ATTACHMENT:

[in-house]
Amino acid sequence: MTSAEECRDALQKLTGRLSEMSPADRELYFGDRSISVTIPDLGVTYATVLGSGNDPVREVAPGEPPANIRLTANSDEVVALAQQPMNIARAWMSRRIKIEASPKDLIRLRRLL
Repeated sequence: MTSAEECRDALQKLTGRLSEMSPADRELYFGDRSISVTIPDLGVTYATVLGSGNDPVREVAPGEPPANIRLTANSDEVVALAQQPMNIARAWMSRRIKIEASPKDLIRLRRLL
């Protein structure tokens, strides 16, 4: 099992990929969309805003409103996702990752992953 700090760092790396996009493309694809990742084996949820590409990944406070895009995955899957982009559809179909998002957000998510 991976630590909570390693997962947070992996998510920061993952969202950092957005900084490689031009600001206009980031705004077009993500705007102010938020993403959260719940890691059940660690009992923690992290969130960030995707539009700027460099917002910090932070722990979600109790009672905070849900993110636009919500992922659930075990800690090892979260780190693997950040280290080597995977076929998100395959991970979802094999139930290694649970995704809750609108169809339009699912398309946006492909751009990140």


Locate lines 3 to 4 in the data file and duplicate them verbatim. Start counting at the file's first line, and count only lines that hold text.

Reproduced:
Repeated sequence: MTSAEECRDALQKLTGRLSEMSPADRELYFGDRSISVTIPDLGVTYATVLGSGNDPVREVAPGEPPANIRLTANSDEVVALAQQPMNIARAWMSRRIKIEASPKDLIRLRRLL
């Protein structure tokens, strides 16, 4: 099992990929969309805003409103996702990752992953 700090760092790396996009493309694809990742084996949820590409990944406070895009995955899957982009559809179909998002957000998510 991976630590909570390693997962947070992996998510920061993952969202950092957005900084490689031009600001206009980031705004077009993500705007102010938020993403959260719940890691059940660690009992923690992290969130960030995707539009700027460099917002910090932070722990979600109790009672905070849900993110636009919500992922659930075990800690090892979260780190693997950040280290080597995977076929998100395959991970979802094999139930290694649970995704809750609108169809339009699912398309946006492909751009990140």